Objective: To develop an evidence-based guideline assessing pharmacologic options for treating Huntington disease (HD) chorea.
Methods: We evaluated available evidence from a structured literature review performed through
Results and recommendations: If HD chorea requires treatment, clinicians should prescribe tetrabenazine (up to 100 mg/day), amantadine (300–400 mg/day), or riluzole (200 mg/day) (Level B)
for varying degrees of expected benefit. Occurrence of adverse events should be discussed and
monitored, particularly depression/suicidality and parkinsonism with tetrabenazine and elevated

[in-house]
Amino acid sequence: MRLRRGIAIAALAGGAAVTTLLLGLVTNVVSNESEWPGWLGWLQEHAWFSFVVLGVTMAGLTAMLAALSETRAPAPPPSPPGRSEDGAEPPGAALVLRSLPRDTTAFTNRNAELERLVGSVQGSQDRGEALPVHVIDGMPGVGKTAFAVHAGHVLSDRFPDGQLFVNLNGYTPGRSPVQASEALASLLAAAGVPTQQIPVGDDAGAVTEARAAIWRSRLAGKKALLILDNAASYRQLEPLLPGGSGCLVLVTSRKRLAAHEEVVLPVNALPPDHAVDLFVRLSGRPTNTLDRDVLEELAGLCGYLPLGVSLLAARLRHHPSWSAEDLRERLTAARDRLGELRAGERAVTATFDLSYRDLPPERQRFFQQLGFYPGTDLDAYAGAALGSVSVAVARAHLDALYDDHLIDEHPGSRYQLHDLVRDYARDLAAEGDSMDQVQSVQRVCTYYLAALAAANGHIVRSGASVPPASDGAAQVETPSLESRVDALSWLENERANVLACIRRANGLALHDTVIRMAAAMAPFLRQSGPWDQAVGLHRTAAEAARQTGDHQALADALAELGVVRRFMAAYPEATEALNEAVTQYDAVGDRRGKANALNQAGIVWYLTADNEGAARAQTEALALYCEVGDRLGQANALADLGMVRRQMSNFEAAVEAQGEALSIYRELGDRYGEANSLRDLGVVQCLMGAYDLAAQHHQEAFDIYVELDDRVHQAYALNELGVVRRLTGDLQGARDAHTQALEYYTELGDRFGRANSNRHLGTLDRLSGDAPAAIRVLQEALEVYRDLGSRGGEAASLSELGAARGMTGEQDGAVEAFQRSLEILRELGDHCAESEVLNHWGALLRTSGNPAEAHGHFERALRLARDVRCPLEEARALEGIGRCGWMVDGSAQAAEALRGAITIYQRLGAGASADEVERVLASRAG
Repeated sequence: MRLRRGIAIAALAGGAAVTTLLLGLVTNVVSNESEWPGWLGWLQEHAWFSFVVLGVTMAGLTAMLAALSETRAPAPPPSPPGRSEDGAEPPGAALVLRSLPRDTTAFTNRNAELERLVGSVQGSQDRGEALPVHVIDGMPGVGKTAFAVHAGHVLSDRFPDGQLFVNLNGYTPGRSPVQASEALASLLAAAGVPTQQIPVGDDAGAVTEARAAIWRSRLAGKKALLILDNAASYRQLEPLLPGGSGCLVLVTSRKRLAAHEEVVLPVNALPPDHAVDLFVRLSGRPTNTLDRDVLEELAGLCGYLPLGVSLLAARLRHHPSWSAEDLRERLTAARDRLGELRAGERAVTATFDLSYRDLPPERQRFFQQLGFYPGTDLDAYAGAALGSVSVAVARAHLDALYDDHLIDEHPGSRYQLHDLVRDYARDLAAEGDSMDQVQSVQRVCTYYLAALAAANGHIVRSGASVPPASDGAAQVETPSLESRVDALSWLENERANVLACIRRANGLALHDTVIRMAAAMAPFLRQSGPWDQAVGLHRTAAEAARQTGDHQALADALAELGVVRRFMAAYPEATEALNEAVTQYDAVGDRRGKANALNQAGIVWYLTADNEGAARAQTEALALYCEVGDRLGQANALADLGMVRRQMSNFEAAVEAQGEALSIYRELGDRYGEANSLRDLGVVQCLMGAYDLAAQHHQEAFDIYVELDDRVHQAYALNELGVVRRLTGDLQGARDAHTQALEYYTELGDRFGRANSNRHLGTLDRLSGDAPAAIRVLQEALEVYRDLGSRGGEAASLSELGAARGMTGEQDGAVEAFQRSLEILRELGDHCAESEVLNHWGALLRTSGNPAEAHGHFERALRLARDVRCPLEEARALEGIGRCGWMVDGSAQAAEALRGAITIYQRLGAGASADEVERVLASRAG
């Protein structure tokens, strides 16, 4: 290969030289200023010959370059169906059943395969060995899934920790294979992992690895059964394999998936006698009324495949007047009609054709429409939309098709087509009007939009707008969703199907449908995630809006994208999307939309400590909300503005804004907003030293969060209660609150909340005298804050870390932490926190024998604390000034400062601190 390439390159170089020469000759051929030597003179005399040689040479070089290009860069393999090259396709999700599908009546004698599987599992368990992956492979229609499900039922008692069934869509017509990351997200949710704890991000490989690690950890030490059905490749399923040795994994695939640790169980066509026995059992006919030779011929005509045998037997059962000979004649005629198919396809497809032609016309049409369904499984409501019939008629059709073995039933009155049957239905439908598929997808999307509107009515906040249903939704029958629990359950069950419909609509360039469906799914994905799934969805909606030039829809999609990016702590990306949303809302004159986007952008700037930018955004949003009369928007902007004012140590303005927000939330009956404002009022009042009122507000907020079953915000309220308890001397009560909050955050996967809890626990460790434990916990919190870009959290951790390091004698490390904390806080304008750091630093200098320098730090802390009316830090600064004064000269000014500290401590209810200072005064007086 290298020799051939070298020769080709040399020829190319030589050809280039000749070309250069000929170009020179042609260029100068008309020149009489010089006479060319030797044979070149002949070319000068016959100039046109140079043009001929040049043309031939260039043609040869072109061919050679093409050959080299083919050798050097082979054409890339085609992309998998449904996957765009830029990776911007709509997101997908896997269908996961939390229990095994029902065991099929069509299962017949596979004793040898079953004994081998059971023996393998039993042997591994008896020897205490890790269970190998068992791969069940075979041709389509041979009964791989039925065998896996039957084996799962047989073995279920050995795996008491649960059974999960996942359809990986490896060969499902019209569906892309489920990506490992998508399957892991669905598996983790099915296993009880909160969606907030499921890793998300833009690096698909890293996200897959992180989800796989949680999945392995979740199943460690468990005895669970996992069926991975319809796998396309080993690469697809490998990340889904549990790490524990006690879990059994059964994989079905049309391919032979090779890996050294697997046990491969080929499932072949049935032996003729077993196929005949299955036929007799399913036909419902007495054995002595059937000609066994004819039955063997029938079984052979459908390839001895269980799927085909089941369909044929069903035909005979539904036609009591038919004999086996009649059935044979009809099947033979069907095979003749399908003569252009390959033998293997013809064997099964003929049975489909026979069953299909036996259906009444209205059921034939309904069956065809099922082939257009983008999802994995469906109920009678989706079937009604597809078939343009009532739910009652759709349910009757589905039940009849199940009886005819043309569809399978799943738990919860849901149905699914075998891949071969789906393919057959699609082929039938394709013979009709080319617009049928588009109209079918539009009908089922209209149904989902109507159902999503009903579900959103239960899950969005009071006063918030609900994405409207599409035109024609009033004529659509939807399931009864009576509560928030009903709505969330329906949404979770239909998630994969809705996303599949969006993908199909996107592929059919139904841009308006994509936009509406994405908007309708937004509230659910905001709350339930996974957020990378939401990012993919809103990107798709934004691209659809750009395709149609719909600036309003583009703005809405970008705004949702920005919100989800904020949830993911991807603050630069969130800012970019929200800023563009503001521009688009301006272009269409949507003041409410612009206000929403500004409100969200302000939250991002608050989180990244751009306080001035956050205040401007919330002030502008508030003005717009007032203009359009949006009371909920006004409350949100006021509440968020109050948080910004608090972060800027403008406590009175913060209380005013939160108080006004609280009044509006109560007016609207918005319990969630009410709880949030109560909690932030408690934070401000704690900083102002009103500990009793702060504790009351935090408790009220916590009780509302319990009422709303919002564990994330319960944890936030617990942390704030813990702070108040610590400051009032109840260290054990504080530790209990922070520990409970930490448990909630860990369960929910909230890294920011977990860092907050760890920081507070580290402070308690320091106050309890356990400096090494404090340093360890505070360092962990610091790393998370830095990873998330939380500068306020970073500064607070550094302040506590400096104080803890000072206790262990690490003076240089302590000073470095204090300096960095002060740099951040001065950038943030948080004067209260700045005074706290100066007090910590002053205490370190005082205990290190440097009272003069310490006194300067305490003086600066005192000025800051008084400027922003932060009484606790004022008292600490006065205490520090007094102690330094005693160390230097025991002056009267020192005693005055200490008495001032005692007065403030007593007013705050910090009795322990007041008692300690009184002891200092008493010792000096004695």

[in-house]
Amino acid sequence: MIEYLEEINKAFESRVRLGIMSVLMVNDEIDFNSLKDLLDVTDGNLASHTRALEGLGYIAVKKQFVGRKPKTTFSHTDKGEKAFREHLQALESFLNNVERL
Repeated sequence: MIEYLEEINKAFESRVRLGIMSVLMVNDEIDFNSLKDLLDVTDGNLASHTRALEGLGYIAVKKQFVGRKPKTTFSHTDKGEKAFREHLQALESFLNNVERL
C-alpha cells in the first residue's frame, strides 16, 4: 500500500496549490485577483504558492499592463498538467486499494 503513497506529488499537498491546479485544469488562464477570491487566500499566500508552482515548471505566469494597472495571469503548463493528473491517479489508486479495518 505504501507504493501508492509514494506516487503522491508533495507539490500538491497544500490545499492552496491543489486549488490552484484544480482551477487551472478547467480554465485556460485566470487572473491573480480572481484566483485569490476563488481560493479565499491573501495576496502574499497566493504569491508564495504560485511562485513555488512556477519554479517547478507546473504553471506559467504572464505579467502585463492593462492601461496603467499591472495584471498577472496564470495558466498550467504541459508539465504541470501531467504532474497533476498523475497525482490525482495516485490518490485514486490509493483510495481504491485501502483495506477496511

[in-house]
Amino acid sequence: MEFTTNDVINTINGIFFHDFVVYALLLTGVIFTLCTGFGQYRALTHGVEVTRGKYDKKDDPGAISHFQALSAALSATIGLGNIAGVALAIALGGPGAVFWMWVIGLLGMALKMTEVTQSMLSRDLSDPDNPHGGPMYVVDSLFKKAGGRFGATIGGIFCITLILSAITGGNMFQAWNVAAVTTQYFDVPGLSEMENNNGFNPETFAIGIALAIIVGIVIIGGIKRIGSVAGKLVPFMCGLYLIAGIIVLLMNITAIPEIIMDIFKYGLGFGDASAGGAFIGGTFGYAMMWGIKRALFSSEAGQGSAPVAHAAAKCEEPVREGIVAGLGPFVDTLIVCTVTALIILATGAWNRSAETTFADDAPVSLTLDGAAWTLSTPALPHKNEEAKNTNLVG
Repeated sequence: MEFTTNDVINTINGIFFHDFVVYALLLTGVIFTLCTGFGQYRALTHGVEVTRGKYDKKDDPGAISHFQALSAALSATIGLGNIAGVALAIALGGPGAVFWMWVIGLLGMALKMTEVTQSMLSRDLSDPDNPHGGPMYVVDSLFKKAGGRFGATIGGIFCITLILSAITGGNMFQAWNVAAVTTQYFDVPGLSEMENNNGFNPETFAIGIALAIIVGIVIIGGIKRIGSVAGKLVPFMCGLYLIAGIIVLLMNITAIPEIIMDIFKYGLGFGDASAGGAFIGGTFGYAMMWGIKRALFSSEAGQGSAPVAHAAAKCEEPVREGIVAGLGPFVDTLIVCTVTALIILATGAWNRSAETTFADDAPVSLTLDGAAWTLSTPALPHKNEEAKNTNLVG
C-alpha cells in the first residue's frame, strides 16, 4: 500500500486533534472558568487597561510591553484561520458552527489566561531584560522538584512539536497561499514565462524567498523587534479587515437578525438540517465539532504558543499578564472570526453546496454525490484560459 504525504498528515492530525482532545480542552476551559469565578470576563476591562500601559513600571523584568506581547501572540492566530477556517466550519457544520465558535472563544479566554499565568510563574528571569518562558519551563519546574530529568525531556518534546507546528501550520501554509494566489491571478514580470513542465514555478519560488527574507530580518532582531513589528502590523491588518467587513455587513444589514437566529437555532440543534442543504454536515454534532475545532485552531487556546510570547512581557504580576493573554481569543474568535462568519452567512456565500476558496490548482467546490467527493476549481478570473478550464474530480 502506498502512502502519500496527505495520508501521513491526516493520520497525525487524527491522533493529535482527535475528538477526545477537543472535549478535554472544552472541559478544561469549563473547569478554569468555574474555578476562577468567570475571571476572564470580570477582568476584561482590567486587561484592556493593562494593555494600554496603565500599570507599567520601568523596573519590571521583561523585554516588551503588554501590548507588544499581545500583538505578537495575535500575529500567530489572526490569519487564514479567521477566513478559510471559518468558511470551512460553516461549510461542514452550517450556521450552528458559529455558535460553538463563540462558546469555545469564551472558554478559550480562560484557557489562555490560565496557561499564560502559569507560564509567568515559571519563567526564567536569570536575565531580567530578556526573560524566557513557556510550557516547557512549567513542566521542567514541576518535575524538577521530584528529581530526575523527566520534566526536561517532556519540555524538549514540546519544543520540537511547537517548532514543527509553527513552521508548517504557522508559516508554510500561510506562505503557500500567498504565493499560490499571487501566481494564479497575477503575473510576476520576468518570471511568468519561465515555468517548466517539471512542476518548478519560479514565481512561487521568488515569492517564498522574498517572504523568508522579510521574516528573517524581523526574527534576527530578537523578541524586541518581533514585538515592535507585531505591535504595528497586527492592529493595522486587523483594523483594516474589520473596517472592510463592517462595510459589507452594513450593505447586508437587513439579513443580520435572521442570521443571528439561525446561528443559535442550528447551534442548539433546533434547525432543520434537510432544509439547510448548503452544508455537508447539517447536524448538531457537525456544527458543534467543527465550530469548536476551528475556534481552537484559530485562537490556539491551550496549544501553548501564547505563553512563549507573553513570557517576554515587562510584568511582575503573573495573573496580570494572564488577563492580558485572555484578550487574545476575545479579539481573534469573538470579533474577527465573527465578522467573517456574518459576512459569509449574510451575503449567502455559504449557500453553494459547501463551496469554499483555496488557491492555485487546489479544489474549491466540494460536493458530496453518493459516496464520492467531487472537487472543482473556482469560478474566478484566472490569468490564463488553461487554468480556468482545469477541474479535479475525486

liver enzymes with riluzole. Clinicians may also prescribe nabilone for modest decreases (1- to
2-point changes on the Unified Huntington’s Disease Rating Scale [UHDRS] chorea score) in HD
chorea (Level C), but information is insufficient to recommend long-term use, particularly given
abuse potential concerns (Level U). Clinicians should not prescribe riluzole 100 mg/day for moderate (2- to 3-point UHDRS chorea change) short-term benefits (Level B) or for any long-term
(3-year) HD antichoreic goals (Level B). Clinicians may choose not to prescribe ethyl-EPA (Level B),
minocycline (Level B), or creatine (Level C) for very important improvements (3-point UHDRS
chorea change) in HD chorea. Clinicians may choose not to prescribe coenzyme Q10 (Level B) for
moderate improvements in HD chorea. Data are insufficient to make recommendations regarding
the use of neuroleptics or donepezil for HD chorea treatment (Level U).